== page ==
Two of my favorite months of the year are March and November. Both months correspond with the beginning of my two favorite sports; at least, when people notice that they are going on.
March is the time where hope springs eternal. Major League Baseball is starting back up as teams have reported to their various camps for Spring Training and games have already begun in both the Cactus and Grapefruit Leagues. Colleges, depending on the level of competition, have already played around a month or so of games. High school teams similarly have either started practice or are gearing up for their first game. There is a pep in people’s step. For years, this was people’s de facto New Years. Resolutions were made. Assurances of winning hardware were declared. Each and every locker room is filled with optimism, whether or not there should be. Guys who are 20 pounds overweight report, “I’m in the best shape of my life.”
The real terk jerker in all of this is when MLB Media records various stars from across the league reading the famed speech “People will come, Ray” from the movie Field of Dreams. In this one speech, a piece of movie and baseball lore, everything beautiful about America’s pastime comes center stage. It brings the viewer back to simpler days when they were children and could enjoy a good game of baseball at their city park. Or their dad taking them to watch the local professional team play and sharing a box of Cracker Jacks with them. It is in these moments Bob Lemon’s quote rings truest, “Baseball was meant for kids, and grown ups only screw it up.”
When November rolls around, a World Series champion has been crowned, post season awards are being handed out, and free agency is now the focal point of the baseball world. In other parts of the nation, basketball is now in full swing.
As the seasons move from the summer solstice to the autumnal equinox, most would rather just stay inside and drink hot cocoa. In Indiana, we forgo hot cocoa for a stuffy gym where our local heroes are defending our town’s honor against the team from a county over. Every Friday night, the stakes are the same, but the weight of performing well mounts as the season goes along.
In other states, basketball is just another sport. In Indiana, basketball reigns supreme.
I attended a small Christian school in inner city Louisville, K.y. If my school was placed in this area of the world it would easily be the smallest school, by a long shot. Counting me, my graduating class had 19 students. We had a fairly supportive and vocal alumni base for our basketball team at times, especially when the team was competitive. Due to the size of our school and its location, our gym had around 300 seats. It was loudest my senior year as we finished with one of the best records in school history at 14-10.
That same year, I had the privilege of going to the IHSAA 1A and 4A semi-state games at Seymour High School. I had the most unforgettable experience. In a gym that seats 8200 plus, there was hardly an empty seat. As my dad, youngest brother and I walked in to watch Borden take on University in the 1A semi-state match-up, the roar of the crowd could be heard before ever getting to the door.
The gym was deafening.
Despite growing up in New Albany, I had never been to a gym as big as Seymour’s, much less experience one at full capacity.
In the words of Coach Norman Dale, “Welcome to Indiana basketball.”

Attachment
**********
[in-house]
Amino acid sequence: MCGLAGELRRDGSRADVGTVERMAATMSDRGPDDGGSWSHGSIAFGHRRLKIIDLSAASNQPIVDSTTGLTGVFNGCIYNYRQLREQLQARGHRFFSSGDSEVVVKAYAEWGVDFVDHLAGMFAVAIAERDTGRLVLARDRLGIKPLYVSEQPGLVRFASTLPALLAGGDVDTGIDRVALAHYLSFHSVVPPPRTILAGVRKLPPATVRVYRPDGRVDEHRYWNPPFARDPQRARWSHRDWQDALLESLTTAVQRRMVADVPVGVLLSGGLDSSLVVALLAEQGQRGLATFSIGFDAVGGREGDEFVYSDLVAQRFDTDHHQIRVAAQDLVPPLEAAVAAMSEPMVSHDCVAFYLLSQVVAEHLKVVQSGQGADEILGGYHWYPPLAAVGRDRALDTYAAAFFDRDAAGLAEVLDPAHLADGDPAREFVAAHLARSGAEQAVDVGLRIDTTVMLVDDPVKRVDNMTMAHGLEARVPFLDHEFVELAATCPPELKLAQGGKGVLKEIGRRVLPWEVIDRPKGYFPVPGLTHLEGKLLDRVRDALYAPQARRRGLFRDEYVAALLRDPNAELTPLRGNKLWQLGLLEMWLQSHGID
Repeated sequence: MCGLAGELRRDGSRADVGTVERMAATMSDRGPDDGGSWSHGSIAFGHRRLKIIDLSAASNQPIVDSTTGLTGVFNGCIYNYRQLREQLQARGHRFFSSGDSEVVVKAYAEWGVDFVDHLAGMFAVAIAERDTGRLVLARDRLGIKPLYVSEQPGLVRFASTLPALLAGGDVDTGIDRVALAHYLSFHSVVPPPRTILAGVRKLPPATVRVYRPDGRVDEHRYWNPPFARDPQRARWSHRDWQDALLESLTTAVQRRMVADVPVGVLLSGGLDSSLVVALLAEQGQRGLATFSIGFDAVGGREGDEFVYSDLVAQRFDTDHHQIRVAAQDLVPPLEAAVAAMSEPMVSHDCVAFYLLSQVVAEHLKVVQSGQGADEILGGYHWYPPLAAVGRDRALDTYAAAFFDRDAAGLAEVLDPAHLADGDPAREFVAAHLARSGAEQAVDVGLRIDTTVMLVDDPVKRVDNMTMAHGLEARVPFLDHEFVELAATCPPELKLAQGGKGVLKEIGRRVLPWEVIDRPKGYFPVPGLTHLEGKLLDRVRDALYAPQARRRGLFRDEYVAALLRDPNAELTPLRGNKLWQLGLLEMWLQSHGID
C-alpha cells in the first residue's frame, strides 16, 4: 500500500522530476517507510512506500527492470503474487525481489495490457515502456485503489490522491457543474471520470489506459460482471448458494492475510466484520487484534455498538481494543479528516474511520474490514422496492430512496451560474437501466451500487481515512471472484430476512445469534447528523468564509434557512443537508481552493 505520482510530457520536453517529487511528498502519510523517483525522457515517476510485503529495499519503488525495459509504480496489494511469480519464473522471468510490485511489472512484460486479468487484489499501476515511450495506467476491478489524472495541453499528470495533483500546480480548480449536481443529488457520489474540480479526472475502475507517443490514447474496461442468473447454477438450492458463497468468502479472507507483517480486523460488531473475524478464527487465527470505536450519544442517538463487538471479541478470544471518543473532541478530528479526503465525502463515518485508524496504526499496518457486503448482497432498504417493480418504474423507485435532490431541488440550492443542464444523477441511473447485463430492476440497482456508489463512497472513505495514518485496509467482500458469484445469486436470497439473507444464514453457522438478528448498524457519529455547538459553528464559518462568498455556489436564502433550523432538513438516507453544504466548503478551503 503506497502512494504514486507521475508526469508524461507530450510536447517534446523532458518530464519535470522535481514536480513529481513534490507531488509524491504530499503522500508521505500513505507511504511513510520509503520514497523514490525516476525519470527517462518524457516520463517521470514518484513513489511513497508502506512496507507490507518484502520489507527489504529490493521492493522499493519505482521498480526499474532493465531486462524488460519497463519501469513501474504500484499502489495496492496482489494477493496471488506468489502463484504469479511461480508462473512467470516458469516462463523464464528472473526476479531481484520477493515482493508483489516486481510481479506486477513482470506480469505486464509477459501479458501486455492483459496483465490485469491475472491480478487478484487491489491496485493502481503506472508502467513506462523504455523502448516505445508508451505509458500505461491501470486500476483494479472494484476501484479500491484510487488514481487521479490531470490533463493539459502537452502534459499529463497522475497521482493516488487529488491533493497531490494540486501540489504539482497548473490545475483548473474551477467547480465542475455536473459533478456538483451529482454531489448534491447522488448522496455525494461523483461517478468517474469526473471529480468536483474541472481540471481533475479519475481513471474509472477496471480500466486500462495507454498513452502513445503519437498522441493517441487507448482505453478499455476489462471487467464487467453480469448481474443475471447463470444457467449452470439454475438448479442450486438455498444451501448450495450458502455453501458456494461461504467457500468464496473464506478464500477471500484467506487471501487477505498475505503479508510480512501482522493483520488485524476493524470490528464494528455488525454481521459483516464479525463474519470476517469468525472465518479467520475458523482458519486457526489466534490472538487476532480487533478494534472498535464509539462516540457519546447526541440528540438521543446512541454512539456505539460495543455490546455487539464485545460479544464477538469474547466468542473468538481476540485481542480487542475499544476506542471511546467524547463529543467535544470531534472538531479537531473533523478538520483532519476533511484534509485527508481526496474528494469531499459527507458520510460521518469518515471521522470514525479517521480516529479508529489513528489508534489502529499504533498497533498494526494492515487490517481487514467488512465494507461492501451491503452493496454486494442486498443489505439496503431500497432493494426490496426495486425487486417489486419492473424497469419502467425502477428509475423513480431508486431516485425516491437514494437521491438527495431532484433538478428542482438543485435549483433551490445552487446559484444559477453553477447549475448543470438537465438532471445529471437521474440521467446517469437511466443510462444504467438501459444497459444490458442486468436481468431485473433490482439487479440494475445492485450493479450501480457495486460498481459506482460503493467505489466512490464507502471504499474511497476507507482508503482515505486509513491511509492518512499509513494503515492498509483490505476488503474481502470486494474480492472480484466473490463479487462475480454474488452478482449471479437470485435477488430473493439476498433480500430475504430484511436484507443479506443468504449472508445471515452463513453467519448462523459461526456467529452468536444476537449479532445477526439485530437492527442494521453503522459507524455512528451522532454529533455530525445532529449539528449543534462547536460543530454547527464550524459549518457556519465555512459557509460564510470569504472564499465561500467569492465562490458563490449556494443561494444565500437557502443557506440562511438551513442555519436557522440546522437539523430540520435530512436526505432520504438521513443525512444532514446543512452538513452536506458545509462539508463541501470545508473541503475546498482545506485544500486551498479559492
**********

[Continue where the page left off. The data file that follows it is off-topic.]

As the seasons change, people you haven’t seen in months make their way down to the local gym to watch and experience Indiana basketball at all levels. They swap stories of the kid 25 years ago who scored more points than anyone.
Someone mutters in the corner of the barbershop,
“If he had had the 3 point line...”
Or the 7 foot tall center who was getting recruited by Indiana and Purdue, until scouts saw that the opponent’s 6 foot center bullied him around in the paint.
Or they talk about the Legend himself. The one who was able to put his athleticism and God-given ability together with an incredible work ethic and insatiable hunger to win. Not only was he the best player in a four county radius, he also possessed a special feature that no one else seemed to have.
He was clutch.
Everytime the local fans and team needed a big bucket, he provided it. He provided it even into the state championship where he and his teammates are now forever immortalized.
Some, like Myra Fleener from Hoosiers don’t understand. “You know, a basketball hero around here is treated like a god...I don’t want this to be the high point of his life. I’ve seen them, the real sad ones. They sit around the rest of their lives talking about the glory days when they were seventeen years old.”
The euphoria of watching a god on the court excites even the staunchest of detractors. Whether that god be Damon Bailey, Larry Bird, Jimmy Chitwood, or Romeo Langford, their on court prowess is a sight to behold. Even Myra Fleener couldn’t hold back her elation everytime Jimmy sank shot after shot after shot after shot...
Norman Dale fires back, “You know, most people would kill to be treated like a god, just for a few moments.”
This epitomizes the beauty of high school sports. Not everyone who participates in high school athletics has aspirations to make a career out of it. Some are content to use the life lessons taught by their coaches and go get an education and enter the workforce. Others, do have aspirations of making their beloved sport their life’s work. But in high school sports, both have their chance at greatness.
To quote the Great Bambino, “Heroes get remembered, but legends never die.”
Will is a staff writer at the Greene County Daily World. He can be reached at firstname.lastname@example.org